Definition of Steadiers
1. steadier [n] - See also: steadier
Lexicographical Neighbors of Steadiers
Literary usage of Steadiers
Below you will find example usage of this term as found in modern and/or classical literature:
1. Readers' Guide to Periodical Literature by H.W. Wilson Company (1913)
"Rival steadiers. Lit. Digest. 47: 523. S. 27, '13. H Haakon VII, king of Norway, 1872- Democratic monarchy. AE Bestor. Chaut. 69: 158-63. Ja. '13. ..."
2. The Masterpieces of the Ohio Mound Builders: The Hilltop Fortifications by Emilius Oviatt Randall (1916)
"... where the wall is unusually large or the descent on the outside especially precipitous, stones are used as "steadiers" or strength and form retainers. ..."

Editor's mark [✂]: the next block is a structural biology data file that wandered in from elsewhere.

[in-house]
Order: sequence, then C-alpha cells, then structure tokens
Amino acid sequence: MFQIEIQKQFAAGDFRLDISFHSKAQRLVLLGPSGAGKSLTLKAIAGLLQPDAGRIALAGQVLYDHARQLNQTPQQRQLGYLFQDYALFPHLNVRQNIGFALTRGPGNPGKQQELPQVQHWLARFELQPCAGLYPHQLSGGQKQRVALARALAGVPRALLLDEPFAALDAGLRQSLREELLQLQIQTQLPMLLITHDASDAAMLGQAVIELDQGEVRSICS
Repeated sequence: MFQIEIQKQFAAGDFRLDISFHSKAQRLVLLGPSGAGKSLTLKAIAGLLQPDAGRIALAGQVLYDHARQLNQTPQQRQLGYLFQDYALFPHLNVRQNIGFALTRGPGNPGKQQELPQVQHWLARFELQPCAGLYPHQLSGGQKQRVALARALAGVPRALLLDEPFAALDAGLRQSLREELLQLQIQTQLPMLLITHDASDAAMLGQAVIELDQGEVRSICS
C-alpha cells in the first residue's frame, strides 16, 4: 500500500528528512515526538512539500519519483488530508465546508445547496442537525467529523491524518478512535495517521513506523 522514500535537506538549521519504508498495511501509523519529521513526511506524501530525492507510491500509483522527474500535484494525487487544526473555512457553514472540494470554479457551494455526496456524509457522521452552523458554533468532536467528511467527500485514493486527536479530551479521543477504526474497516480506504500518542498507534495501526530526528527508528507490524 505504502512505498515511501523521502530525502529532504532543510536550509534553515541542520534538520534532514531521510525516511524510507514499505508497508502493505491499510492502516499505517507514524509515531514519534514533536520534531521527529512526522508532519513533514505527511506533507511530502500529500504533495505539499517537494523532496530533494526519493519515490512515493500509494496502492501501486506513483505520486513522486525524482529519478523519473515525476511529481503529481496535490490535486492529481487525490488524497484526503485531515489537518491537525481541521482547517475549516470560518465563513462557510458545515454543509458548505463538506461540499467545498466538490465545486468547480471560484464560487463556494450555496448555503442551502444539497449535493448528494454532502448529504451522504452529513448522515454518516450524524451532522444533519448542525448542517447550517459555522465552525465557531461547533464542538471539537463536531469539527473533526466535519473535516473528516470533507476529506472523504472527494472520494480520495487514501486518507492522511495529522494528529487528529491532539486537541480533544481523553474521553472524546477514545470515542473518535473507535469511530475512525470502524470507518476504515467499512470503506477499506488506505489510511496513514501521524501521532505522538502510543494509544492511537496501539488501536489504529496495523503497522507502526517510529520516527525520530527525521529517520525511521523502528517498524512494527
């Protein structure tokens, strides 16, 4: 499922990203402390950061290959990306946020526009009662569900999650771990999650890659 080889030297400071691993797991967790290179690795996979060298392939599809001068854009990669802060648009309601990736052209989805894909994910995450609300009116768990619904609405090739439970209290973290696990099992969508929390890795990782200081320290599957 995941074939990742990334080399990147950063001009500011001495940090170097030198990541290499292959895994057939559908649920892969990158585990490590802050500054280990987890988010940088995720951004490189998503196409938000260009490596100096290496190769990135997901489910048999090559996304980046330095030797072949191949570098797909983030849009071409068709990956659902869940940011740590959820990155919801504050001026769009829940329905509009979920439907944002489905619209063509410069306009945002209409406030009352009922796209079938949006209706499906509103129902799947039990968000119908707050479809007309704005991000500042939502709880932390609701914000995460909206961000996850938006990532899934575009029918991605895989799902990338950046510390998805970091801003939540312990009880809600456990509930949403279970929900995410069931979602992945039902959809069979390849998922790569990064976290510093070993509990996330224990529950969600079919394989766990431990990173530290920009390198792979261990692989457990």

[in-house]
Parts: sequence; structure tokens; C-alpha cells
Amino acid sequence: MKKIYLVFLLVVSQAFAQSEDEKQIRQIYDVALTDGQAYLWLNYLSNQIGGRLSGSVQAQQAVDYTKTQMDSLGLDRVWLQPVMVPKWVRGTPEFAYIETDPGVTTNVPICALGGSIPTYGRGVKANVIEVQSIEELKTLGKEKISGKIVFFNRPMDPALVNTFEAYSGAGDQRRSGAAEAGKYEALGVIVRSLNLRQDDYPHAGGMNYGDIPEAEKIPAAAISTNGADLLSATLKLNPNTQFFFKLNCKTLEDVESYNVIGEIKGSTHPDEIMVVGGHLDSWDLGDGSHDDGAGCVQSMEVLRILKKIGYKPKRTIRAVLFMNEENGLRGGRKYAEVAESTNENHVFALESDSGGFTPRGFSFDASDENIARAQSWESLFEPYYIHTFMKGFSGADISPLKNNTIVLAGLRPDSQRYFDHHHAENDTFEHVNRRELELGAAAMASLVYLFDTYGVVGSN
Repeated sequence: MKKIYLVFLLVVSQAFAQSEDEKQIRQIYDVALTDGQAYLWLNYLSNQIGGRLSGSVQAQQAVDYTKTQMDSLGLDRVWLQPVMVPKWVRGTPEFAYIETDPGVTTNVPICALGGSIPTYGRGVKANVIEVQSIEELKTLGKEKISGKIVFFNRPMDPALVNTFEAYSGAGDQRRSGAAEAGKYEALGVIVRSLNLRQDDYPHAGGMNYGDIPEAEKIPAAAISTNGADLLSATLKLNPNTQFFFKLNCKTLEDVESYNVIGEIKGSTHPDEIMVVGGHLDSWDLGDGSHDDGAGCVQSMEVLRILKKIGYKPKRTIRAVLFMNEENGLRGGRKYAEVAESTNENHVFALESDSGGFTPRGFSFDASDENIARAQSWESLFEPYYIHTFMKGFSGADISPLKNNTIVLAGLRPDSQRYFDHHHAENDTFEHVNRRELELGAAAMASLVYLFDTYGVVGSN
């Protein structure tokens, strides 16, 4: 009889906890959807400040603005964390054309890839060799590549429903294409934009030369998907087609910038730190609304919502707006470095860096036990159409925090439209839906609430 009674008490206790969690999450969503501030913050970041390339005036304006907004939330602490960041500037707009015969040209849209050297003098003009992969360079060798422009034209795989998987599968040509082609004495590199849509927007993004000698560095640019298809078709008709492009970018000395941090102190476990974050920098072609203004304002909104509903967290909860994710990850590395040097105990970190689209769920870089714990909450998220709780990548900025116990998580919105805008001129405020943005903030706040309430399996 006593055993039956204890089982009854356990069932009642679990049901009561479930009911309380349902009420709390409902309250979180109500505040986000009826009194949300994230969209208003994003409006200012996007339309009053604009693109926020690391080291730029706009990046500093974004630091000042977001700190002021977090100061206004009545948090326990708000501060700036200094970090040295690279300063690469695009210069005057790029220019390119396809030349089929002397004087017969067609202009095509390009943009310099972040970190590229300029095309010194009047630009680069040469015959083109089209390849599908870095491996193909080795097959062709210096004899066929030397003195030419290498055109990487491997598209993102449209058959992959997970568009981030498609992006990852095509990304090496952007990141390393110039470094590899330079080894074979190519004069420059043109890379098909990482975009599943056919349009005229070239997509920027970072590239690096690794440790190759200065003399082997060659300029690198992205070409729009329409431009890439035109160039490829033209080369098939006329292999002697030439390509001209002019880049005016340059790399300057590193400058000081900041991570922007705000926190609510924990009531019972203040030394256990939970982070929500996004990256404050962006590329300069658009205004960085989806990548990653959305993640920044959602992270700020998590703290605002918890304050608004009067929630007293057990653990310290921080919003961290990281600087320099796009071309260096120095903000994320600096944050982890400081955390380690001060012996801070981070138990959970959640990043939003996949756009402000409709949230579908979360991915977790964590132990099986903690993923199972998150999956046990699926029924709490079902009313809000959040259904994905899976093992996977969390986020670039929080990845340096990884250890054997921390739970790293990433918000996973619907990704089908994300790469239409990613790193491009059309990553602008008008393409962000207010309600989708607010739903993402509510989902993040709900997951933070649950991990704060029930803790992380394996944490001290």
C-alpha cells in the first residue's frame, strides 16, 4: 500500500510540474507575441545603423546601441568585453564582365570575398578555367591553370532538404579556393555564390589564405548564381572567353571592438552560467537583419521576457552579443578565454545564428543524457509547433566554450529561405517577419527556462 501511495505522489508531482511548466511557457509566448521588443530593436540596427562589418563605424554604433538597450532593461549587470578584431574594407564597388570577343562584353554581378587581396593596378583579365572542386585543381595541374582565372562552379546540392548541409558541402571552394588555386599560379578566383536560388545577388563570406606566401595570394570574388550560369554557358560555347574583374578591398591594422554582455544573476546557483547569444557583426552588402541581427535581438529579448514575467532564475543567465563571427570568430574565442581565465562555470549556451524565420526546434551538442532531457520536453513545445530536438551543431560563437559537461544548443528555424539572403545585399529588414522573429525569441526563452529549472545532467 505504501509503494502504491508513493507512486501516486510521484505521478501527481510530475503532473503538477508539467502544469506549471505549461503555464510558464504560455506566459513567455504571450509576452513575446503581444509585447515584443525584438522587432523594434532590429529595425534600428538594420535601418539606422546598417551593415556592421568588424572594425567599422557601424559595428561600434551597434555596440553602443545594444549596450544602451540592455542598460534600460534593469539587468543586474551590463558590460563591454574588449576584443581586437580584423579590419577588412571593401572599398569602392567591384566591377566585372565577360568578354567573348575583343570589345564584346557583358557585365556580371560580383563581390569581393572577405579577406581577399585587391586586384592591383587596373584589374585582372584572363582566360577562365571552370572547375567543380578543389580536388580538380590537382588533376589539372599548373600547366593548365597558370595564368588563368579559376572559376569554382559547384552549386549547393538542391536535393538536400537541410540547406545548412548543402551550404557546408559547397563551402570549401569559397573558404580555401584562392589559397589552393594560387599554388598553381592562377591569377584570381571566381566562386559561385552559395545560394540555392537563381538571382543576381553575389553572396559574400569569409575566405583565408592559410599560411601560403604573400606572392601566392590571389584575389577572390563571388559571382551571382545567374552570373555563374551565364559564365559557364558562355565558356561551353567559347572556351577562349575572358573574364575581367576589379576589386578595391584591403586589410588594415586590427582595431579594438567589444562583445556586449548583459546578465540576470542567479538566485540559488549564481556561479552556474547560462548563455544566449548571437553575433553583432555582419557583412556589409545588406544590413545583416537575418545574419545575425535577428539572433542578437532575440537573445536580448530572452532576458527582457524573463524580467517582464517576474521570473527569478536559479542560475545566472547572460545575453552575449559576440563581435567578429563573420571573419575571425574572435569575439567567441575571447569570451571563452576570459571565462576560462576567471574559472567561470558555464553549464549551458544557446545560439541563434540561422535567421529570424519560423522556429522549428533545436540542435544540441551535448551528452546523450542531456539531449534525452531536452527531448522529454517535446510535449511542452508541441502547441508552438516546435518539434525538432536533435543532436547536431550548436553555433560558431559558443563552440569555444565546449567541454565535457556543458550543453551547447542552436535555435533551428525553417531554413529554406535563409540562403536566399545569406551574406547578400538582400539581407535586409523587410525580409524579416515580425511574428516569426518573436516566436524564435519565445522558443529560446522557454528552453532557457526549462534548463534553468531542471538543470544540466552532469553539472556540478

3. Memoirs of the Miami Valley by John Calvin Hover (1919)
"Stones were used only in the wall ends at the gateways or openings as 'steadiers' and to aid in preventing the earth from giving way. ..."
4. European History: Chiefly Ancient, in Its Processes by Denton Jaques Snider (1908)
"Fabius and Cato are of this character, acting at their best as steadiers of the madly-speeding State. The epoch runs for about sixty-eight years, ..."
5. European History: Chiefly Ancient, in Its Processes by Denton Jaques Snider (1908)
"... their best as steadiers of the madly-speeding State. The epoch runs for about sixty-eight years, from the end of ..."
6. Pugilistica: The History of British Boxing Containing Lives of the Most by Henry Downes Miles (1906)
"Savage rushed in blind with rage, and it is charity to suppose somewhat upset by liquor, when he was met by one, two, three steadiers in the head, ..."